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CLARK, William W.

Author: The History of Florida:  Past & Present, The Lewis Publishing Co., 1923,  Vol. II pg.328

CLARK, WILLIAM W., who is engaged in the practice of law at Milton,
judicial center of Santa Rosa County, has by his character and achievement won
high prestige as one of the able and representative members of the bar of his
native state and as one of the leaders in the directing of popular sentiment
and action in his home city and county. He is a scion of old and influential
families of Florida, and in this state occurred the death of both his paternal
and maternal grandfathers, WILLIAM M. CLARK and DEMPSEY FAIRCLOTH.
Mr. CLARK was born near Quincy, Gadsden County, Florida, on the 16th
of November, 1875, and is a son of WILLIAM A. and FINETTIE JANE (FAIRCLOTH)
CLARK, both likewise natives of Florida. WILLIAM A. CLARK was a youthful
member of the Home Guard of Florida in the Confederate service in the Civil
war period, and his father was a gallant soldier of the Confederacy in that
great conflict, having suffered impairment of health from which he never fully
recovered. WILLIAM A. CLARK was born August 21, 1852, and thus was but a boy
when he served in the Home Guard as noted above. In 1872 was solemnized his
marriage with Miss FINETTIE JANE FAIRCLOTH, who was born January 10, 1853, and
whose death occurred in 1895. WILLIAM A. CLARK was for many years actively
identified with agricultural and livestock industry, was influential in public
affairs of a local order and served several years as justice of the peace. He
is now living virtually retired and resides in Holmes County, Florida, near
WILLIAM W. CLARK gained his preliminary education in the graded
schools, and thereafter he gave about nine years to successful work as a
teacher in the schools of Gadsden, Liberty, Jackson and Santa Rosa counties.
In 1905 he graduated from the Florida State Normal School at DeFuniak Springs,
and thereafter he continued teaching a short time. During his pedagogic
career Mr. CLARK continued to assist in the work and management of the home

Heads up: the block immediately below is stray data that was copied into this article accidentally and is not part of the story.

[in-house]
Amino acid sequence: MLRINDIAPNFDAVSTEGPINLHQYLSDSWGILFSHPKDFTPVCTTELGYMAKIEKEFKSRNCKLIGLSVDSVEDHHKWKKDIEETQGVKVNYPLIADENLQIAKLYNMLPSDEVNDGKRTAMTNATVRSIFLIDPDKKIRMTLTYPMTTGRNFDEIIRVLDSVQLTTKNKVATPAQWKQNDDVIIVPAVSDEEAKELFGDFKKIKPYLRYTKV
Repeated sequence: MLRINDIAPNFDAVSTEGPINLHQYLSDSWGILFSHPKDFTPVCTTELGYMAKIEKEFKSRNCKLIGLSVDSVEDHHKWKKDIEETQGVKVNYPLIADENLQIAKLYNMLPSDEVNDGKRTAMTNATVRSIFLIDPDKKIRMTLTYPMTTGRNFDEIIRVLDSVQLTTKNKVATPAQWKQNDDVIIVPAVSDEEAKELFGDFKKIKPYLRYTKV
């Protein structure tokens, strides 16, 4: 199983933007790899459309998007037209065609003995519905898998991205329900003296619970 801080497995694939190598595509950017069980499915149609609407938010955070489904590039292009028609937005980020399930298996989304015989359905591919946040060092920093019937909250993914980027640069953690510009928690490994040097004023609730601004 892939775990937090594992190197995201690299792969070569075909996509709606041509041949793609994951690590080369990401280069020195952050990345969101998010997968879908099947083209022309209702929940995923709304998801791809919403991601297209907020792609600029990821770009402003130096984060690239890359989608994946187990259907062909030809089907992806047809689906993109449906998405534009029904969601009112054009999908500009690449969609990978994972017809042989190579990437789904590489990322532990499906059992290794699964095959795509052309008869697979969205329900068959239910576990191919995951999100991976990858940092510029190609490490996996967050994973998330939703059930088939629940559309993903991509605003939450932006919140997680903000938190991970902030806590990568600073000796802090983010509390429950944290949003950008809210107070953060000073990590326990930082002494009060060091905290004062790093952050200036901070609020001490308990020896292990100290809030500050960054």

farm during his vacations, and a short time after his graduation from the
normal school he was appointed deputy county clerk of Santa Rosa County.
While the incumbent of this position he studied law in the office of Amos &
West at Milton, and in 1906 he was admitted to the bar upon examination before
Judge Carter in the City of Pensacola. In May of that year he opened an
office and engaged in the practice of law at Milton. He soon developed a
successful practice, and he continued his law business in an individual way
until 1914, when he formed a partnership with ERNEST M. MAGAHA, this alliance
continuing until 1916, when Mr. Magaha was elected county judge. In 1916 Mr.
CLARK formed a professional partnership with HARRY W. THOMPSON, with whom he
continued to be thus associated until 1918, when Mr. Thompson entered the
service of his country as an aviator in the World war. Thereafter Mr. CLARK
continued in independent practice until January 14, 1921, when he formed a law
partnership with L. V. TRUEMAN this partnership having, however, been
dissolved in July of that year, and Mr. CLARK having since continued in sole
control of his large and representative law practice.
Mr. CLARK has served several terms as mayor of Milton, and had much to
do with the formulating and adopting of the present effective municipal code
of this thriving little city, which is chartered under a special act of the
State Legislature. In addition to his service as mayor he has given equally
loyal and progressive service as a member of the Board of Aldermen of his home
city. Mr. CLARK is a leader in the local councils and campaign activities of
the democratic party, and has served as a member of the County Committee of
his party for Santa Rosa County, as well as a member of the Democratic
Executive Committee of this congressional district. He is a valued member of
the Milton Board of Education, he has served as chancellor of the local lodge
of the Knights of Pythias, and he was instant in patriotic service during the
period of the nation’s participation in the World war. He was a member of the
Legal Advisory Board of Santa Rosa County, was one of the vital four-minute
speakers and did splendid service in advancing the local drives in support of
the Government war bonds, Red Cross work, etc. He and his wife hold
membership in the Unitarian Church, and their son is a member of the
Presbyterian Church.
December 6, 1903, recorded the marriage of Mr. CLARK and Miss LUELLA
HELEN WEST, who was born and reared in Santa Rosa County, and who is a
daughter of L. F. and FANNIE L.(McARTHUR)WEST, the latter of whom is
deceased. L. F. WEST, who now resides at Milton, was born in this state, as
was also his wife, and while reared in the South he followed the dictates of
his conscience when the Civil war was precipitated, gallantly met local
censure and opposition, and went forth as a young soldier of the Union. He
thus served during virtually the entire period of the war, and he has always
continued to believe that his loyalty to the nation was thus expressed in a
legitimate way and that he took the right stand, even though he deeply
sympathized with the stricken Southland in its struggle. Mr. West was
formerly a progressive exponent of agriculture and livestock industry and was
also one of the most prominent and influential representatives of the timber
industry in Western Florida, where he still has large and valuable holdings,
though he is now living virtually retired-a man of high principles and one who
has ever commanded unqualified popular confidence and esteem. Mr. and Mrs.
CLARK have but one child, WILLIAM W., Jr.

Pesented by Nancy Rayburn

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